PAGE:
Ken Goldstein, MPPA

Ken Goldstein has been working in nonprofits and local government agencies from Santa Cruz, to Sacramento, and back to Silicon Valley, since 1989. He's been staff, volunteer, board member, executive director, and, since 2003, a consultant to local nonprofit organizations. For more on Ken's background, click here. If you are interested in retaining Ken's services, you may contact him at ken at

Thursday, March 15, 2007

Two in three Americans volunteer - Good news or bad?

According to a new survey by Thrivent Financial for Lutherans, 64% of American adults had "performed some type of volunteer activity in 2006". So, is this good news and bad? How about both...

It's great news! A sizable majority of your community members, constituents, potential supporters, and neighbors are actively involved in helping nonprofit organizations achieve their missions.

This means that if you have volunteer needs in your organization (and if not, why not?), then you should have an eager army of people ready and willing to perform for you.

It's awful news! As impressive as 64% volunteering sounds, it's actually significantly less the number who wanted to volunteer! The Thrivent survey found that 86% would have volunteered, if the opportunities had been available.

This means that we, as a sector, are doing a rotten job of either providing the right opportunities, or of promoting and recruiting for those opportunities, or both.

Does every mailing and newsletter that goes out from your nonprofit include a phone number and name of the person to contact for volunteer opportunities?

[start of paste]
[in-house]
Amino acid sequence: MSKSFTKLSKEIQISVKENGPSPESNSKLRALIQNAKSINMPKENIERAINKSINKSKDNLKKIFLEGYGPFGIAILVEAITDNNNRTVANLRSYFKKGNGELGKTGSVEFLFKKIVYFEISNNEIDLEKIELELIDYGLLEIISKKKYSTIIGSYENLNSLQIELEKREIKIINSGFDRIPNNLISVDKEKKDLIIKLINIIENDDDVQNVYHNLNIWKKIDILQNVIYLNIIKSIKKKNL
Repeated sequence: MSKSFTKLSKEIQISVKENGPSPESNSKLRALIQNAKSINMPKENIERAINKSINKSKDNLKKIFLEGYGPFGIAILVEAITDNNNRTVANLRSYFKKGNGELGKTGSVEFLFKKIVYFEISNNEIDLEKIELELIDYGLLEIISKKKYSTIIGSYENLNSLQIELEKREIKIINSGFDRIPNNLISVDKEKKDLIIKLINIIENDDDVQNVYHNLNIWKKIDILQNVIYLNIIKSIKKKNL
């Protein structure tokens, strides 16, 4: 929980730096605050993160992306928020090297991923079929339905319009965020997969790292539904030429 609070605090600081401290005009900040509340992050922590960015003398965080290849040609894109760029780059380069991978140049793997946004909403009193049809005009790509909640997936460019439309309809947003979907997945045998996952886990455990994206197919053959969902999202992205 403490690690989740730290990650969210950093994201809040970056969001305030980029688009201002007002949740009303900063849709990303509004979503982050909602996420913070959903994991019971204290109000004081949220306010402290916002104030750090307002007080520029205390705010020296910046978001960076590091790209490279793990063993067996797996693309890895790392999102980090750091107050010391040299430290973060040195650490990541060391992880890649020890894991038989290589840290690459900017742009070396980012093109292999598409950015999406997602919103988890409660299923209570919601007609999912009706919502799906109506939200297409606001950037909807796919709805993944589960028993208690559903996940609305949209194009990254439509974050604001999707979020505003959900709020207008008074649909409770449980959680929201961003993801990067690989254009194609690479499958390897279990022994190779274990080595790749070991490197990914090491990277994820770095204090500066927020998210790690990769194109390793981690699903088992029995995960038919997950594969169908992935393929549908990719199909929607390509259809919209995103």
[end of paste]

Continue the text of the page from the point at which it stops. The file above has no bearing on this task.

Does the front page of your web site include information on volunteer opportunities, and a one-click means of finding out how to take part?

Or are you afraid of over-promoting these, because you prefer to promote giving opportunities? Well, consider this old axiom: money follows involvement. 90% of volunteers are potential donors. If you get them volunteering, the donation ask actually gets easier!

And that is good news all around

(Thanks to Dave Rustad for the link!)

Saturday, March 03, 2007

Does your nonprofit organization employ a**holes?

Warner Business Books will shortly be releasing a new book that will is destined to be a business classic, if only for its title: The No Asshole Rule - Building a Civilized Workplace and Surviving One That Isn't, by Stanford Professor Robert I. Sutton.

Beyond the catchy title (that I'm sure just about everybody who's ever had a job can relate to), Sutton actually does have something to say about the toxic effect of a**holes on the workplace:
Assholes have devastating cumulative effects partly because nasty interactions have a far bigger impact on our moods than positive interactions - five times the punch, according to recent research. ... These findings help explain why demeaning acts are so devastating. It takes numerous encounters with positive people to offset the energy and happiness sapped by a single episode with one asshole.
There are also, according to Sutton, degrees of a**hole activity. We all may be guilty of occasional bad moods leading to "temporary a**hole" status. And then, there are those who qualify as "certified a**holes."

While the book is written about the for-profit business world, it can almost certainly be applied to the nonprofit world as well. Some of you may be thinking, "No, not in the nonprofit world! We're all good and pure!"

Well, unfortunately, my experience tells me that while that may be true than in other sectors of the economy, the nonprofit sector is not immune from the destructive nature of a**holes in the workplace.

The difference may be that in the "heartless business world" managers may be quicker to deal with potential a**holes in the making, while we nonprofit folks may be more forgiving, and not have the heart to fire somebody who really needs it.

So, remember, it's not just because you don't like the a**hole in question. You have to fire this person because they are toxic to your organization, they diminish productivity, and that is hazardous to your mission.

Read more about the book, and Don Griesmann's full review, at